Misk Hills

'The view across the Misks from Leivers Hill'

The Misk Hills consist of a gently undulating sandstone plateau between Hucknall and Annesley in the county of Nottinghamshire in the North East Midlands of England. They offer views Southwards across the town of Hucknall, and the City of Nottingham. They are locally considered to be the first hills in the Pennine Chain, and rise to a high point of 170 metres above sea level from the flat plains to the east. The hills are the source of three minor watercourses, the Gilt Brook, the Whyburn (Hucknall's 'Town brook') and Farleys Brook. They separate the Leen Valley from the Erewash Valley.


Literary Links

The view over Hucknall from the easternmost height in the range, Diadem Hill, provided the setting for 'The Dream' [1], a poem by Lord Byron, the Romantic English Poet who lived locally in Newstead Abbey[2].

I saw two beings in the hues of youth
Standing upon a hill, a gentle hill,
Green and of mild declivity, the last
As 'twere the cape of a long ridge of such,
Save that there was no sea to lave its base,
But a most living landscape, and the wave
Of woods and corn-fields, and the abodes of men
Scattered at intervals, and wreathing smoke
Arising from such rustic roofs: the hill
Was crowned with a peculiar diadem
Of trees, in circular array, so fixed,
Not by the sport of nature, but of man

The Misk Hills were also the subject of Byron's Poem 'The Hills of Annesley'

Hills of Annesley, bleak and barren,
Where my thoughtless childhood strayed,
How the northern tempests, warring,
How about thy tufted shade!
Now no more, the hours beguiling
Former favourite haunts I see,
Now no more, my Mary smiling,
Makes ye seem a heaven to me.

The Misk Hills were also mentioned by local author D. H. Lawrence, in his autobiographical novel, Sons and Lovers [3], and Nottingham-born writer Alan Sillitoe wrote a poem entitled 'View from Misk Hill' [4]

Origins of the Name

The etymology of the name Misk is unknown. Speculations are that the name relates to an Old English word for the moon, misor, or from the Anglo-Saxon word miersc meaning 'boundary'. This word also has etymological links with the Kingdom of Mercia. A range of sand hills in Stevenston, Ayrshire, Scotland, also share the name of Misk [5].

Land Use

The Misk Hills are used for a mixture of dairy and arable farming as well as commercial forestry, and are a popular place for walking, horse riding and cycling. Skylarks, fallow deer and hares inhabit the area. The area is intersected by the M1 motorway close to junction 27. The hills are central to Ashfield and Gedling District Council's 'Hidden Valleys' area, designed to promote tourism in the former coal mining district of Nottinghamshire [6]. 'Annesley Castle,' a Motte and Bailey fortification exists at the foot of Diadem Hill and can be seen from the A611 Annesley Bypass as it intersects the Misks [7]. A Victorian era refuse dump was located in the area, and fragments of blue and white pottery litter the hills. some years ago I was doing some research concerning Annesley in Shire Hall Archives, opposite the Shire Hall court house, in Nottingham. I was looking for other materials in the Index system, when I noticed that there was a section on castles. Having been raised in Annesley I presumed that there would be no reference in this file, but, to my surprise there was a single index card. I filled in a viewing request slip and went back later to the reading room to view the contents.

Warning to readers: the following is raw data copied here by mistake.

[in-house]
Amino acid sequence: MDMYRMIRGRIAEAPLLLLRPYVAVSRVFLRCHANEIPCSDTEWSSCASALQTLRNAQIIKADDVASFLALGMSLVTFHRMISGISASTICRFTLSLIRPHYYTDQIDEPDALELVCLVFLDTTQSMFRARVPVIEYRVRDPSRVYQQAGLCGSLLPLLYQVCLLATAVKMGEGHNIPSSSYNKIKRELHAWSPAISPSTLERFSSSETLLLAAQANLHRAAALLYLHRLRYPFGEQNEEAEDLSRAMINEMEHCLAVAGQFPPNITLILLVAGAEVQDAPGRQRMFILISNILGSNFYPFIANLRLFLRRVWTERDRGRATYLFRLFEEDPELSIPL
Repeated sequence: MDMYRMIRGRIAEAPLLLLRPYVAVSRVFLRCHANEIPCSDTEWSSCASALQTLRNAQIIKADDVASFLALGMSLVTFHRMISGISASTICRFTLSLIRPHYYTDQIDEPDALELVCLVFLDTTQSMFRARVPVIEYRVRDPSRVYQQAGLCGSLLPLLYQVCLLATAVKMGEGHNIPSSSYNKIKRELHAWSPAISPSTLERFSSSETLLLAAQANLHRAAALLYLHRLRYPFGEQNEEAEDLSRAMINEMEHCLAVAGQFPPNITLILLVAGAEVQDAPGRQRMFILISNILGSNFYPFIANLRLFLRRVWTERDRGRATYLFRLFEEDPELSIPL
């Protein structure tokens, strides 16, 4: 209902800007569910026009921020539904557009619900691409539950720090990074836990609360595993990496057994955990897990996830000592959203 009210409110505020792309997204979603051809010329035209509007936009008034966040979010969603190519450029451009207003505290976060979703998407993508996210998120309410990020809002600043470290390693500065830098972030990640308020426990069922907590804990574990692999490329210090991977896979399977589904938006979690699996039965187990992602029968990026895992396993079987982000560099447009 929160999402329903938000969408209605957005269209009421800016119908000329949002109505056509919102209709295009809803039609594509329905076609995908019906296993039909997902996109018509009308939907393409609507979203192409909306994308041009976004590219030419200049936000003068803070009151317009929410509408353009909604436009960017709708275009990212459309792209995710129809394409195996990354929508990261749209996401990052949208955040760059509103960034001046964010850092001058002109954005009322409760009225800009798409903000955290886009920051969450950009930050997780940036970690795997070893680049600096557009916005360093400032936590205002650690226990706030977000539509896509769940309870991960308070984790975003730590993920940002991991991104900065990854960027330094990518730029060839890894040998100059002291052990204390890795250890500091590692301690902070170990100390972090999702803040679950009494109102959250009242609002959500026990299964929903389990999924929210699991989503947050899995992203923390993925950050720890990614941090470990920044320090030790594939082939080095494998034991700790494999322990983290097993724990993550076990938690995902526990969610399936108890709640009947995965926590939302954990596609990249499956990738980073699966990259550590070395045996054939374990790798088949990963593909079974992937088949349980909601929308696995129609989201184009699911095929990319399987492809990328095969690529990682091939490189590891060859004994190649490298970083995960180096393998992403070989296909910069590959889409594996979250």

The silk tied parchments were amazing and I dare hardly touch them, although gloves were provided. They are in Latin and so of little use to me. However, I was able to identify the site referred to in the document as a farmhouse ( name? ) that I had seen many times in my early youth. It is situated slightly north/east of what is now Hollinwell Golf House and slightly North West of Newstead Abbey. The house itself was then surrounded by high walls with a small courtyard. As small children in that day, we didn't get too close for fear of being caught!
   I presume these records will still be intact as they were extremely well looked after at the time I viewed them and cetainly worthy of a little research by interested parties.
   Also on Annesley, at the top of Mutton Hill, turning left toward Mansfield, stood an old "Coach-house". My Uncle, Rob Parker, had a photo of it. It was castlated (decoratively) along the top. I don't know any more about it.
            Richard Stevenson

During World War Two, a bomb shelter was built on top of the hills. Nearby Hucknall was targeted by bombers as it had an RAF base, a Rolls Royce engineering facility and numerous coal mines.

A microlight landing strip once operated in the hills.


Coordinates: 53°04′N 1°13′W / 53.06°N 1.21°W / 53.06; -1.21

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